Greece to ask banks to boost capital ratios: report

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The Bank of Greece, the country's central bank, plans to ask banks to boost their capital adequacy ratio to ease market fears over the impact of a haircut on Greek government bonds they hold, a Greek newspaper said on Sunday.

Battered by the country's debt crisis, Greek lenders have lost access to interbank funding and became dependent on the European Central Bank (ECB) for liquidity. Central bank authorities want to gradually wean them off this facility.

The head of the Bank of Greece, after the results of stress tests at the end of June will ask banks to strengthen their Core Tier 1 ratios, Kathimerini newspaper said, citing banking sources.

The minimum ratio of Core Tier 1 equity and reserves capital to risk-weighted assets the central bank will require will depend on the haircut assumption it will make as regards bank's holdings of Greek government bonds.

This does not mean that the Bank of Greece accepts there will be a haircut. On the contrary, as a member of the European Central Bank it is against any type of debt restructuring, Kathimerini said.

It said the central bank believes a stronger equity base may make banks' return to wholesale funding markets easier and limit their recourse to eurosystem facilities as Athens implements a fiscal plan agreed with its international lenders.

So far, National Bank and Piraeus Bank have already boosted their capital with cash calls and EFG Eurobank has sold most of its stake in Polish subsidiary Polbank to Raiffeisen..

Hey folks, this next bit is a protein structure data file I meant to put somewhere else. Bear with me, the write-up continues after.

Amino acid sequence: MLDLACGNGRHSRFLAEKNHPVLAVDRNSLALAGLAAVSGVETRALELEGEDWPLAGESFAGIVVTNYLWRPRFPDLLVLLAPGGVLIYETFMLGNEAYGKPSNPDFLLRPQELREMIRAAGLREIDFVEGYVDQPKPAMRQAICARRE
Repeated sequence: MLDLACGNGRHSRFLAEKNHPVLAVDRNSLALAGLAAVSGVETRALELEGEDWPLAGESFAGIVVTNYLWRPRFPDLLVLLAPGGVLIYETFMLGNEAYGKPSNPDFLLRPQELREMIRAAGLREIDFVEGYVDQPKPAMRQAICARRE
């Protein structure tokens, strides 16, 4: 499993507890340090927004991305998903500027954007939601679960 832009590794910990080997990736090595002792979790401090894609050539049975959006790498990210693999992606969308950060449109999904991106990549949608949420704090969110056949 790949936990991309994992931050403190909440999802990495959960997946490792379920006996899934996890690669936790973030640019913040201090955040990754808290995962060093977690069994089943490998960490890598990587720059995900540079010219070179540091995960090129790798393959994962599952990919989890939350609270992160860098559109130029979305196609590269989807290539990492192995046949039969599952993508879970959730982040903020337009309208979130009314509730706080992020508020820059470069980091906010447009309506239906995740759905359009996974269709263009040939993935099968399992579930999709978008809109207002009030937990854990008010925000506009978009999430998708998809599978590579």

Alpha Bank also plans a convertible bond and a rights offering of up to 2.5 billion euros and will seek shareholder approval at its June 21 annual meeting.

Banks that find it hard to beef up their capital to meet the new requirement may have to turn to the Financial Stability Fund (FSF) -- a 10 billion euro safety net set up to support the country's lenders, the paper said.

With rising bad loans, continued sovereign debt downgrades and a protracted recession taking a toll on Greek banks, authorities set up the FSF to be ready to provide capital.

Funded in stages up to 10 billion euros, the FSF is part of a 110 billion euro emergency loan package that debt-laden Greece secured from the IMF and its euro zone partners last year to avoid default.

Banks can get capital injections by issuing preferred shares to the FSF.

ECB funding to Greek banks reached 87.9 billion euros ($128 billion) in March, easing 2.8 percent from the previous month. ECB funding almost doubled to 97.6 billion euros in 2010.

(Reporting by George Georgiopoulos; Editing by Greg Mahlich)

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